Getting back into the kitchen -- sponge cake, baguettes and tomato soup

Begin gently in the kitchen.

Help with the washing up.
Make a brew, put together a sandwich, to say thank you to someone who cares…

Then, maybe, using kitchen equipment try something a little more advanced.

Victoria Sponge with Philadelphia frosting

Stand mixer
7" Sandwich pans, greased
Silicone spatula
Weighing scales
Oven at 150°C

180g cooking margarine
180g granulated sugar
3 eggs
180g self raising flour
1.5 tsp baking powder

Two heaped tablespoons lemon curd

30g softened butter
30g Philadelphia straight from fridge
60g icing sugar
1 teaspoon vanilla essence

Set oven at 150°C.
Grease sponge tins
Weigh out butter and sugar into mixer bowl
Beat until well combined
Add one egg and beat again to combine
Add other eggs one by one combining after each addition
Add self raising flour and baking powder
Mix to a smooth batter
Divide the batter between the two tins
Bake in the oven for 30 minutes

Meanwhile beat softened butter, Philadelpia, icing sigar and essence together for frosting on the cake.

After 30 minutes make sure the cakes are done following Mary Berry’s instructions:

Leave cakes in the tins together on a wire rack to cool.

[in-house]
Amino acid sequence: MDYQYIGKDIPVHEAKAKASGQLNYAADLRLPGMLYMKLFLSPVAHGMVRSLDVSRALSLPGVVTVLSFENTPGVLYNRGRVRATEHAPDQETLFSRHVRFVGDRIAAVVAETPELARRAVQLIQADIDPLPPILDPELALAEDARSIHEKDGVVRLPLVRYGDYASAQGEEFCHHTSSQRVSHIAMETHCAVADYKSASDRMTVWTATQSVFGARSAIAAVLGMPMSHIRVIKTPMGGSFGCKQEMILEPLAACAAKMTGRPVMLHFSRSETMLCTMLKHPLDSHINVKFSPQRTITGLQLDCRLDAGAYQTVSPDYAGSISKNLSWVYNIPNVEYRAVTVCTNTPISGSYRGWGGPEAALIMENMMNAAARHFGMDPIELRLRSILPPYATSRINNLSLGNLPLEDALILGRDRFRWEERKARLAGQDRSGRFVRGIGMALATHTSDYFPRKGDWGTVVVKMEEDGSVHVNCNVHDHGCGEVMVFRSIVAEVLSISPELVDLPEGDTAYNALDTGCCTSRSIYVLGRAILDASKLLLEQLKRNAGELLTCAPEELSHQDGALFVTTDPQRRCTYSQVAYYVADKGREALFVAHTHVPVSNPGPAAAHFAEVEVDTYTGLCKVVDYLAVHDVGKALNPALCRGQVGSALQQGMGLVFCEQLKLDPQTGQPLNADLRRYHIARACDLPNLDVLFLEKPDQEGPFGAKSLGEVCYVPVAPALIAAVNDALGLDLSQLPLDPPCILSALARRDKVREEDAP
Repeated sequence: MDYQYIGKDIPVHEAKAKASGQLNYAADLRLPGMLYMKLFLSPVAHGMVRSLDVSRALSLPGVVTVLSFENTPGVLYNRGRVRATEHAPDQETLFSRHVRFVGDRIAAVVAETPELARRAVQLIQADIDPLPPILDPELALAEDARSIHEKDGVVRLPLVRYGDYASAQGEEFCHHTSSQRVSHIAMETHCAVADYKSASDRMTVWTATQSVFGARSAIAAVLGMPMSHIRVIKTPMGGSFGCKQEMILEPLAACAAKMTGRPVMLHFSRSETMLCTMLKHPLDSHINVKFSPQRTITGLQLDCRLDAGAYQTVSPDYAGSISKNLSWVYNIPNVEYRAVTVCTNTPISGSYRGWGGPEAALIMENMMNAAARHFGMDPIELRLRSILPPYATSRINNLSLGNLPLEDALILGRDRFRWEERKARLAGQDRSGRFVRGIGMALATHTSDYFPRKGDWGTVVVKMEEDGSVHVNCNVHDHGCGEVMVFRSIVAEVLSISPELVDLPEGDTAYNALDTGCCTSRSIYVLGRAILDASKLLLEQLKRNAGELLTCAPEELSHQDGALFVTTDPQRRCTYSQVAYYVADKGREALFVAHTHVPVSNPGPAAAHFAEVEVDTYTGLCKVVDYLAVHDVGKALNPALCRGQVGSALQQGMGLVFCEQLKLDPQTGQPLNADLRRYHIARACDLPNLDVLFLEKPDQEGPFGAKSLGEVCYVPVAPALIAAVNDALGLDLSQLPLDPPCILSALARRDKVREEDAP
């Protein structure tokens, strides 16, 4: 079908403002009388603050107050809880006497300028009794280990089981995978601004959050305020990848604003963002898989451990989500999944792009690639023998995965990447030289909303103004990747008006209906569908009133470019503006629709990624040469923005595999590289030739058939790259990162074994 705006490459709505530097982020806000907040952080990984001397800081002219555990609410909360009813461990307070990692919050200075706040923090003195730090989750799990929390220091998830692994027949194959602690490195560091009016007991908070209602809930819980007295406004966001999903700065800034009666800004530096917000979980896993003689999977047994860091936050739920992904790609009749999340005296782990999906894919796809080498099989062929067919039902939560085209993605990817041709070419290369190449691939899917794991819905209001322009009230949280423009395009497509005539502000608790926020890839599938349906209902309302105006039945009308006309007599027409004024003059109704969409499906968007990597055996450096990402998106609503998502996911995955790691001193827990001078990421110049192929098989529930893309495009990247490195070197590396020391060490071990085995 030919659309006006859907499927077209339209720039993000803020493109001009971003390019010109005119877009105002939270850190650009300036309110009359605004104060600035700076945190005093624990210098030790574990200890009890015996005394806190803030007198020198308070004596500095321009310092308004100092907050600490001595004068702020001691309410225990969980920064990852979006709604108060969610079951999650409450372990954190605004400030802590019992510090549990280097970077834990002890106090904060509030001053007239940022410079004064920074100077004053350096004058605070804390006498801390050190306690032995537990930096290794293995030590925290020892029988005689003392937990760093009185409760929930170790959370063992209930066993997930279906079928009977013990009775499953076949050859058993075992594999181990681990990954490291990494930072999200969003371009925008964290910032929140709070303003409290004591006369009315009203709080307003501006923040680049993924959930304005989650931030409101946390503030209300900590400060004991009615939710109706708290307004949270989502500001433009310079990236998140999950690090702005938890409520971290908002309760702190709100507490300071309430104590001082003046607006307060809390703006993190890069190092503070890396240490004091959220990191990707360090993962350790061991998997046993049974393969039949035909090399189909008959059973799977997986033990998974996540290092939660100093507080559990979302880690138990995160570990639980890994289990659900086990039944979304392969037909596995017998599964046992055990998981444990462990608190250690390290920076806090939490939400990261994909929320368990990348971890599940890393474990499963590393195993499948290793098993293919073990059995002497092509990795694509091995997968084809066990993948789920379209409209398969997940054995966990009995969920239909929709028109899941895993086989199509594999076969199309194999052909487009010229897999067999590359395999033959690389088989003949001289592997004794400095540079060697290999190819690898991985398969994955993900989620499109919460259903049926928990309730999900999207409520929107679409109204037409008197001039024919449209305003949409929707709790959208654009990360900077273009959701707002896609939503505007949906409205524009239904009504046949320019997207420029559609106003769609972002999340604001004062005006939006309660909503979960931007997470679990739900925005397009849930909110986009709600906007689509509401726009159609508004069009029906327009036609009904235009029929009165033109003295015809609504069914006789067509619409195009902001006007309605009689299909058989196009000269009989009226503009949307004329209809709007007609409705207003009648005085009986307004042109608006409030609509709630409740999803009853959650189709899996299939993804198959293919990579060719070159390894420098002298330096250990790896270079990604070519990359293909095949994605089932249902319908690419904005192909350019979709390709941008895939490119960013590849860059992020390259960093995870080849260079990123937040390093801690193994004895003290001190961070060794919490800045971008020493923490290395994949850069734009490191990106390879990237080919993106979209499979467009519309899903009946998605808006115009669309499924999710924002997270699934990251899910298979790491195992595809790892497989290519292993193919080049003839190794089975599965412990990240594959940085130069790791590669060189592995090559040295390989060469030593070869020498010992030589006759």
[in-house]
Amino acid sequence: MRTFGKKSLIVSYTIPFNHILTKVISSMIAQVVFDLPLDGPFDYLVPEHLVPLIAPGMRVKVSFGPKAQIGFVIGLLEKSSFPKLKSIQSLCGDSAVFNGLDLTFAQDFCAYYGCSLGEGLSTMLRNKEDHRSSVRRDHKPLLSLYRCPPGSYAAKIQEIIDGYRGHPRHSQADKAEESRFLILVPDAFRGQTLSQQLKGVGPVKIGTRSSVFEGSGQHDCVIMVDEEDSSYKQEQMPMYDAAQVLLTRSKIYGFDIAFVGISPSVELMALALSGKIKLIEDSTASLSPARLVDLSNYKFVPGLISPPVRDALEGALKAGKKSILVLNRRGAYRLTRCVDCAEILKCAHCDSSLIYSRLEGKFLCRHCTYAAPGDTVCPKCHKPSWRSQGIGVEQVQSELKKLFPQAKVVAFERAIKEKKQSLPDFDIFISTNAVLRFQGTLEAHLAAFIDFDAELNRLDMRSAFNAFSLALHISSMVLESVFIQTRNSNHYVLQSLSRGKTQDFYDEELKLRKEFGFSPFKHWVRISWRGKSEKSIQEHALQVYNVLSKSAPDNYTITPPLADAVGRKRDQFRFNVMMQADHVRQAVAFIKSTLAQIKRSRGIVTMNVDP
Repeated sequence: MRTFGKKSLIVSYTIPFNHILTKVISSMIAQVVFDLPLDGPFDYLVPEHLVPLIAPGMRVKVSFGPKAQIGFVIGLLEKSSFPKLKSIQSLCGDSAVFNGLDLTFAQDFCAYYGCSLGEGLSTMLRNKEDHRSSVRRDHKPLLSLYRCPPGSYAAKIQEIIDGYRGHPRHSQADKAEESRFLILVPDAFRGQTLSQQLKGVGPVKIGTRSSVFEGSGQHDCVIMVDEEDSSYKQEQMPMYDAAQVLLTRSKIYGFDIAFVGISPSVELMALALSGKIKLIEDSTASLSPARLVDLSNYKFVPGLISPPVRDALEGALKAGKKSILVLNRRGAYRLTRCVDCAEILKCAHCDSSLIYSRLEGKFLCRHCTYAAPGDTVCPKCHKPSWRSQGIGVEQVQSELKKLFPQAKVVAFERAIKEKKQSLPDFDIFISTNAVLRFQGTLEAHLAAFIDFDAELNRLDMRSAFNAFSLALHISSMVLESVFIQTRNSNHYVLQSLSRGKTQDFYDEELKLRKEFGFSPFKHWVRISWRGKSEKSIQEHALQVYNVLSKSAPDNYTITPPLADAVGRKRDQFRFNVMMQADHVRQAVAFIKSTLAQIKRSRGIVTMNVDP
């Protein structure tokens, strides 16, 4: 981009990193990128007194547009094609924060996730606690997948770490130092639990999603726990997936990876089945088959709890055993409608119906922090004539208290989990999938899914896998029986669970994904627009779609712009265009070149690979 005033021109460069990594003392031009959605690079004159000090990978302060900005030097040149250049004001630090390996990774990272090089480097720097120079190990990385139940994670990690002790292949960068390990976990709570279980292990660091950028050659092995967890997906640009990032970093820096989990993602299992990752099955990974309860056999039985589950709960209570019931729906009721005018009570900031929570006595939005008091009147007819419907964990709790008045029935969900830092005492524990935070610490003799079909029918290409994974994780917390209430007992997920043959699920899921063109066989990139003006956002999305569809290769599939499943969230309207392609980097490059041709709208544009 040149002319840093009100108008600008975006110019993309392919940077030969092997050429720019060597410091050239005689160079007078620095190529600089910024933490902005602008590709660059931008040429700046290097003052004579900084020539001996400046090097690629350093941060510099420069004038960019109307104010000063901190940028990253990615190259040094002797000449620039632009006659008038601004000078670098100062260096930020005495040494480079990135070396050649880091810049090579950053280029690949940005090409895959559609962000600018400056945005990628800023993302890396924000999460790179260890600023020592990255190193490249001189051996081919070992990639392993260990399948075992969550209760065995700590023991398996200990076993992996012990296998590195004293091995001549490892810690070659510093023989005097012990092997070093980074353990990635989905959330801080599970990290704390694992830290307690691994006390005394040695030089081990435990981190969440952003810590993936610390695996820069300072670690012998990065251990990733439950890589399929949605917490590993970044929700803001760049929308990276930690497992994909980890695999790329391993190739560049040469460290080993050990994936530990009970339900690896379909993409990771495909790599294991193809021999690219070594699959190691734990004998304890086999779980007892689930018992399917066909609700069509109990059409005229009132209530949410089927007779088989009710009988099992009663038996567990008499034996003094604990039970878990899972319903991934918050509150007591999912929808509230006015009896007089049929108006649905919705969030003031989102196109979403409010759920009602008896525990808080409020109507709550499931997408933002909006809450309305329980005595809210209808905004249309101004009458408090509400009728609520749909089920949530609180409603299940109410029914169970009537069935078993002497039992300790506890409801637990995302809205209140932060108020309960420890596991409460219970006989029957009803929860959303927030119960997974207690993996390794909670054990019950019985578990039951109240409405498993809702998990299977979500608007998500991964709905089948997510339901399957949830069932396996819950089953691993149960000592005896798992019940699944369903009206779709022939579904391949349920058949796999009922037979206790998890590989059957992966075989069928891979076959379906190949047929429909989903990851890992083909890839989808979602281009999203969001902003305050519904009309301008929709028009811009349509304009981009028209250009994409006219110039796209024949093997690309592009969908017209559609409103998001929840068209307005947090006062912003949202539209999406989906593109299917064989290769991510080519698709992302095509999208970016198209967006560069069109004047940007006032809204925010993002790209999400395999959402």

Once cooled tip them out.
Coat the top of one of the cakes with lemon curd.
Place the other cake on it and gently squeeze them together.
Spread the frosting mixture over the top using the back of a spoon to raise swirls.
Scatter sprinkles over to finish off.
Store the cake in the fridge on a plate covered with an upturned bowl.

Make a cup of tea and be sure to take a slice of cake for quality control purposes.

Do the washing up and clearing up.

Plan your next culinary adventure.

Eat and share the cake.

keep on keepin’ on
:writing_hand: :smile: :+1:

A perching stool is a great accessory in the kitchen.


Hope you were using your affected hand to make this (or at least getting it involved)??


The whole process for making a cake is in fact both a mental and physical exercise. It involves so many mental processes, cognition, coordination, memory recall, the physical actions of eye/hand control, to name but a few. The whole exercise is well worth the effort for retraining the brain and you get to eat the fruits of your labour at end, so that’s a win win in my book :grin:


For similar reasons I’m considering taking up wine & beer making :slight_smile:

That and how to use up the millions of damsons with there rather large pits!


@pamelai1 @EmeraldEyes

It isn’t as difficult as you might imagine. It is all put together in the bowl of a stand mixer which does the bit I would struggle with.

Great satisfaction comes from accomplishing this but sharing the resulting cake creates a pleasure of its own.

On top of that it would be great to hear that others have given one of my recipes a try.

1 Like

This cake looks right up my street. I think i might have to nab a slice in exchange for a slice of my fruit cake :grin: and i love lemon curd :yum::yum: